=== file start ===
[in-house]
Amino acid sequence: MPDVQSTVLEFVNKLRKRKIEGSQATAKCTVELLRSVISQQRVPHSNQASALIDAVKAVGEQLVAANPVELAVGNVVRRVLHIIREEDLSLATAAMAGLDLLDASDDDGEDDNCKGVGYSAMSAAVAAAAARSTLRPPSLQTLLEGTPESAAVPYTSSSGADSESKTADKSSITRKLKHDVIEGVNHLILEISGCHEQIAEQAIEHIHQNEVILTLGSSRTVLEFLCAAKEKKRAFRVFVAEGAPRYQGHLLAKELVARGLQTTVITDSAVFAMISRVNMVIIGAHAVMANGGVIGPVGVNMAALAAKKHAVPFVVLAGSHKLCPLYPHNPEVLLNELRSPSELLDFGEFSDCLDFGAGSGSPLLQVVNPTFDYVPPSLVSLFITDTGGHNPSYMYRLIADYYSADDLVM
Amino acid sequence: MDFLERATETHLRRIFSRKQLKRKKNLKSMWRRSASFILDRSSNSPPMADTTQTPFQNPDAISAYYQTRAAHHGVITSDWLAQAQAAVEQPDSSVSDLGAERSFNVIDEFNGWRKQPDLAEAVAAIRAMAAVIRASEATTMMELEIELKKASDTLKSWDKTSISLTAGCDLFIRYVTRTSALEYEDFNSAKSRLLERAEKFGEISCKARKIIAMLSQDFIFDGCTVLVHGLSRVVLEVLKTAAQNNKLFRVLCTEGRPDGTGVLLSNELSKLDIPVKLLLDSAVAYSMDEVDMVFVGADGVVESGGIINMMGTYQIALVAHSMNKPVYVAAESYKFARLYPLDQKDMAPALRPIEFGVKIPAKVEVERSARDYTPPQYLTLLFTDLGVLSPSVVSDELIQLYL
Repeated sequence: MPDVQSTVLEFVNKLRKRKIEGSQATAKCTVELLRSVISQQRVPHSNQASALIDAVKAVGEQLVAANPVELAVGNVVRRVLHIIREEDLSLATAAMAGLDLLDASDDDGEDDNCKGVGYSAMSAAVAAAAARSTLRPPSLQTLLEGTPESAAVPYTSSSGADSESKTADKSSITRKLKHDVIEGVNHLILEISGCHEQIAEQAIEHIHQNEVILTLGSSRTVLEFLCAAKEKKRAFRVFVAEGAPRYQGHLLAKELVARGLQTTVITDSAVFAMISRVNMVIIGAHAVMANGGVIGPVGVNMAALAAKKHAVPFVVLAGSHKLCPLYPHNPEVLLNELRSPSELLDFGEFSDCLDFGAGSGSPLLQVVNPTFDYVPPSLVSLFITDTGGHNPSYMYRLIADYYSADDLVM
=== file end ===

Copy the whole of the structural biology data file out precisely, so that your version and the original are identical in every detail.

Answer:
[in-house]
Amino acid sequence: MPDVQSTVLEFVNKLRKRKIEGSQATAKCTVELLRSVISQQRVPHSNQASALIDAVKAVGEQLVAANPVELAVGNVVRRVLHIIREEDLSLATAAMAGLDLLDASDDDGEDDNCKGVGYSAMSAAVAAAAARSTLRPPSLQTLLEGTPESAAVPYTSSSGADSESKTADKSSITRKLKHDVIEGVNHLILEISGCHEQIAEQAIEHIHQNEVILTLGSSRTVLEFLCAAKEKKRAFRVFVAEGAPRYQGHLLAKELVARGLQTTVITDSAVFAMISRVNMVIIGAHAVMANGGVIGPVGVNMAALAAKKHAVPFVVLAGSHKLCPLYPHNPEVLLNELRSPSELLDFGEFSDCLDFGAGSGSPLLQVVNPTFDYVPPSLVSLFITDTGGHNPSYMYRLIADYYSADDLVM
Amino acid sequence: MDFLERATETHLRRIFSRKQLKRKKNLKSMWRRSASFILDRSSNSPPMADTTQTPFQNPDAISAYYQTRAAHHGVITSDWLAQAQAAVEQPDSSVSDLGAERSFNVIDEFNGWRKQPDLAEAVAAIRAMAAVIRASEATTMMELEIELKKASDTLKSWDKTSISLTAGCDLFIRYVTRTSALEYEDFNSAKSRLLERAEKFGEISCKARKIIAMLSQDFIFDGCTVLVHGLSRVVLEVLKTAAQNNKLFRVLCTEGRPDGTGVLLSNELSKLDIPVKLLLDSAVAYSMDEVDMVFVGADGVVESGGIINMMGTYQIALVAHSMNKPVYVAAESYKFARLYPLDQKDMAPALRPIEFGVKIPAKVEVERSARDYTPPQYLTLLFTDLGVLSPSVVSDELIQLYL
Repeated sequence: MPDVQSTVLEFVNKLRKRKIEGSQATAKCTVELLRSVISQQRVPHSNQASALIDAVKAVGEQLVAANPVELAVGNVVRRVLHIIREEDLSLATAAMAGLDLLDASDDDGEDDNCKGVGYSAMSAAVAAAAARSTLRPPSLQTLLEGTPESAAVPYTSSSGADSESKTADKSSITRKLKHDVIEGVNHLILEISGCHEQIAEQAIEHIHQNEVILTLGSSRTVLEFLCAAKEKKRAFRVFVAEGAPRYQGHLLAKELVARGLQTTVITDSAVFAMISRVNMVIIGAHAVMANGGVIGPVGVNMAALAAKKHAVPFVVLAGSHKLCPLYPHNPEVLLNELRSPSELLDFGEFSDCLDFGAGSGSPLLQVVNPTFDYVPPSLVSLFITDTGGHNPSYMYRLIADYYSADDLVM